17th September, 2013; Islamabad: In response to the out of court compromise in the much highlighted case of Shahzeb Khan, the civil society of Pakistan sent a Petition to the President of Pakistan, the Prime Minister of Pakistan, the Minister for Law, Justice & Human Rights  demanding that the government re-visit the Qisas and Diyat Ordinance of 1990. The Petition was signed and endorsed by approximately nine hundred (900) signatories including noted human rights activists, educationists, lawyers, media personnel, civil society organizations and concerned citizens of Pakistan. Concerns of the citizens of Pakistan were extrapolated in the following words:

“Over the past three years two major cases have come forward that have highlighted gross miscarriage of justice at a notable national level: one was the notorious case of Raymond Davis and the other the recent case of Shahzeb. This brings forth the despondent fact that the State laws are inadequate in providing justice to the victims of the crime of murder. Such laws have become the province of the rich and powerful who can easily exploit economic disparity and buy their way out of the crimes committed. A law which gives impunity to the rich and powerful is not an equitable law. We condemn this current legal disposition in strong words! Any law to be used as a tool to exploit the poor and vulnerable cannot be based on the precepts of equality and justice as enshrined in our Constitution.”

Upon circulation, the Petition had received comments from intellectuals and human rights defenders who not only endorsed the Petition but also added their condemnation of the current position of the law of murder. Dr. Farzana Bari, Director of Gender Study Center said: “The statement also includes the issue of impunity of those who kill women in the name of ‘honour’.” Many activists, including the respected Nasreen Azhar, pointed out their struggle against this law as it has also been abused over the years to exonerate those who have been criminally liable for honour killing. Dr. Fouzia Saeed simply summed up her position in the following words: “Murder should be a crime against the state and not a person” whereas Naseer Memon of SPO opined “Discriminatory laws should be abolished and justice should not be made a commodity of market.” The Petition was filled with fired up remarks from many citizens who felt that the current laws pertaining to murder protected the rich and powerful and exploited the weak and vulnerable.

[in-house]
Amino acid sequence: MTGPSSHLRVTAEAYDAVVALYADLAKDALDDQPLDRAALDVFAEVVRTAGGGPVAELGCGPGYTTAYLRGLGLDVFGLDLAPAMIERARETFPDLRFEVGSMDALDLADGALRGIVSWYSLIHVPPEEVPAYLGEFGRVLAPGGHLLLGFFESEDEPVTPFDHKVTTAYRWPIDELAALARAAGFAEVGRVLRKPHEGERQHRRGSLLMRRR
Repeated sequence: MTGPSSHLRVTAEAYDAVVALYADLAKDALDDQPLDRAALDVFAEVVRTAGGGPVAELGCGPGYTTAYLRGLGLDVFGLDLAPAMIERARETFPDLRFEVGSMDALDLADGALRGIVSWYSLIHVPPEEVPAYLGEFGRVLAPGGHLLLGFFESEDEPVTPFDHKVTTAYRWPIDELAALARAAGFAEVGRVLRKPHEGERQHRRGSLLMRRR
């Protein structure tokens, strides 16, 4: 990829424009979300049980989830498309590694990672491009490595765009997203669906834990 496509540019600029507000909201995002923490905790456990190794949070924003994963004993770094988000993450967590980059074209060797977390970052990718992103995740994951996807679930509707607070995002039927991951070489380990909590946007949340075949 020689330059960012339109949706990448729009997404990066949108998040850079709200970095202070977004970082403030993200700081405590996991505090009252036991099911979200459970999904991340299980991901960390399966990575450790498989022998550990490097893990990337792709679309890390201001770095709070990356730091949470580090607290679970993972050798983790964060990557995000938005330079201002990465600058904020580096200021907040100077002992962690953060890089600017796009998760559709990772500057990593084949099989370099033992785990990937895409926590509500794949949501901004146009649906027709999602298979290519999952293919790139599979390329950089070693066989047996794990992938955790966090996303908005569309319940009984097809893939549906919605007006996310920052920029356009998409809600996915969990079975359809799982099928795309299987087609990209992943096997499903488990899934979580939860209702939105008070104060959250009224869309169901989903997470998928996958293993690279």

The Petition concluded the following request: “We request the current government to re-visit the Qisas and Diyat Ordinance of 1990 and ensure sufficient mechanisms within the law to achieve justice and equality for all as per our Constitutional rights guaranteed under Articles 3, 9 and 25. Murder should be a crime against the State and the State should take all measures to bring justice to the footsteps of the victims and their families.”

The manifold signatures and comments show that the citizens of Pakistan want to witness the change that they all voted for in the May 2013 elections. “We do not want token gestures but long-term and ‘institutionalized’ change in our systems now” remarked Khadija Ali, President of a youth-led organization named Tabeer. The NED 2013 Democracy Award Recipient and Chairperson of Aware Girls – Gulalai Ismial stated: “It’s key time to adapt our laws so that everyone is protected regardless of their financial status or religion, this country belongs to poor and powerless too.” The civil society hopes that the current government would keep its doors open to the demands and suggestions of its people and shall adopt a policy of partnership when it comes to ensuring greater protection of the fundamental rights of the citizens of Pakistan.

Complete Petition along with signatures of the concerned citizens and civil society activists can be viewed here:


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